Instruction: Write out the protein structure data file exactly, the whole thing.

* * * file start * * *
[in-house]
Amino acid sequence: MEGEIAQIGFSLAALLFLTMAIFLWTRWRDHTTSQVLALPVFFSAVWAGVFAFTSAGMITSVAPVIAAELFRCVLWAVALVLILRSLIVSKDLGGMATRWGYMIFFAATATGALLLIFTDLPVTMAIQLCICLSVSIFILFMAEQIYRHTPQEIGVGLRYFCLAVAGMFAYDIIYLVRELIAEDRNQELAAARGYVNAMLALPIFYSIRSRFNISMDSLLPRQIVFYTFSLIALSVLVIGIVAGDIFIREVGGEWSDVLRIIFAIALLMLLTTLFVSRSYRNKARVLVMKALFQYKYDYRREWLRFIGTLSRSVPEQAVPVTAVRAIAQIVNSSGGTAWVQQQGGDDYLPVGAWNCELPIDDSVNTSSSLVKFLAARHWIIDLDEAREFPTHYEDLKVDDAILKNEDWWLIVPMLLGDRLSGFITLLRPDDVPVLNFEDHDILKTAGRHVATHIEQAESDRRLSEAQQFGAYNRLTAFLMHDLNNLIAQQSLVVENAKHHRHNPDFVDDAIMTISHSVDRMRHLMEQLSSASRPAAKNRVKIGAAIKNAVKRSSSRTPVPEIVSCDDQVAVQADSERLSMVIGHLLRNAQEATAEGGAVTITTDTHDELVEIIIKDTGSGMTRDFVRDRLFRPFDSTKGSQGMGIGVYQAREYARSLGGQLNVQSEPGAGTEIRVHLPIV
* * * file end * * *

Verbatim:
[in-house]
Amino acid sequence: MEGEIAQIGFSLAALLFLTMAIFLWTRWRDHTTSQVLALPVFFSAVWAGVFAFTSAGMITSVAPVIAAELFRCVLWAVALVLILRSLIVSKDLGGMATRWGYMIFFAATATGALLLIFTDLPVTMAIQLCICLSVSIFILFMAEQIYRHTPQEIGVGLRYFCLAVAGMFAYDIIYLVRELIAEDRNQELAAARGYVNAMLALPIFYSIRSRFNISMDSLLPRQIVFYTFSLIALSVLVIGIVAGDIFIREVGGEWSDVLRIIFAIALLMLLTTLFVSRSYRNKARVLVMKALFQYKYDYRREWLRFIGTLSRSVPEQAVPVTAVRAIAQIVNSSGGTAWVQQQGGDDYLPVGAWNCELPIDDSVNTSSSLVKFLAARHWIIDLDEAREFPTHYEDLKVDDAILKNEDWWLIVPMLLGDRLSGFITLLRPDDVPVLNFEDHDILKTAGRHVATHIEQAESDRRLSEAQQFGAYNRLTAFLMHDLNNLIAQQSLVVENAKHHRHNPDFVDDAIMTISHSVDRMRHLMEQLSSASRPAAKNRVKIGAAIKNAVKRSSSRTPVPEIVSCDDQVAVQADSERLSMVIGHLLRNAQEATAEGGAVTITTDTHDELVEIIIKDTGSGMTRDFVRDRLFRPFDSTKGSQGMGIGVYQAREYARSLGGQLNVQSEPGAGTEIRVHLPIV